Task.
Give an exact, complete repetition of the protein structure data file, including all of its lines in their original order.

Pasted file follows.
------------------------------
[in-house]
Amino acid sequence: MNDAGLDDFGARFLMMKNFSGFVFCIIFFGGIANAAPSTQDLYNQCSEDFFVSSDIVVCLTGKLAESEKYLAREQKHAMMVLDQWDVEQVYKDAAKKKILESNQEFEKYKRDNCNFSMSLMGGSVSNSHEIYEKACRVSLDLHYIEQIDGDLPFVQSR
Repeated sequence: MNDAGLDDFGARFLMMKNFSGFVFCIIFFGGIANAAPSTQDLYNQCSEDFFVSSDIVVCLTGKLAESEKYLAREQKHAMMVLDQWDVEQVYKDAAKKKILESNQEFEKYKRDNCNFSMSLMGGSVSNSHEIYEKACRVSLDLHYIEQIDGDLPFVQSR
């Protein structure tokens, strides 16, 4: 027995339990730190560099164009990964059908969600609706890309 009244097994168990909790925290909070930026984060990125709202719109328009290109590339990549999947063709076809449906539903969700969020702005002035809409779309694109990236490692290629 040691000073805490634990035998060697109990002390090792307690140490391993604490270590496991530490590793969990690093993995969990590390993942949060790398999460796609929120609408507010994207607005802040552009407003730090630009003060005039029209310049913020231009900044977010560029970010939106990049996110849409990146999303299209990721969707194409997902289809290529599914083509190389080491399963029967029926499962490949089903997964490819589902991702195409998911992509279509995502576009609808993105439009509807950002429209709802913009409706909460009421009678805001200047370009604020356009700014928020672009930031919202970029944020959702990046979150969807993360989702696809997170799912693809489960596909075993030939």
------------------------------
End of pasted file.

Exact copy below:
[in-house]
Amino acid sequence: MNDAGLDDFGARFLMMKNFSGFVFCIIFFGGIANAAPSTQDLYNQCSEDFFVSSDIVVCLTGKLAESEKYLAREQKHAMMVLDQWDVEQVYKDAAKKKILESNQEFEKYKRDNCNFSMSLMGGSVSNSHEIYEKACRVSLDLHYIEQIDGDLPFVQSR
Repeated sequence: MNDAGLDDFGARFLMMKNFSGFVFCIIFFGGIANAAPSTQDLYNQCSEDFFVSSDIVVCLTGKLAESEKYLAREQKHAMMVLDQWDVEQVYKDAAKKKILESNQEFEKYKRDNCNFSMSLMGGSVSNSHEIYEKACRVSLDLHYIEQIDGDLPFVQSR
């Protein structure tokens, strides 16, 4: 027995339990730190560099164009990964059908969600609706890309 009244097994168990909790925290909070930026984060990125709202719109328009290109590339990549999947063709076809449906539903969700969020702005002035809409779309694109990236490692290629 040691000073805490634990035998060697109990002390090792307690140490391993604490270590496991530490590793969990690093993995969990590390993942949060790398999460796609929120609408507010994207607005802040552009407003730090630009003060005039029209310049913020231009900044977010560029970010939106990049996110849409990146999303299209990721969707194409997902289809290529599914083509190389080491399963029967029926499962490949089903997964490819589902991702195409998911992509279509995502576009609808993105439009509807950002429209709802913009409706909460009421009678805001200047370009604020356009700014928020672009930031919202970029944020959702990046979150969807993360989702696809997170799912693809489960596909075993030939």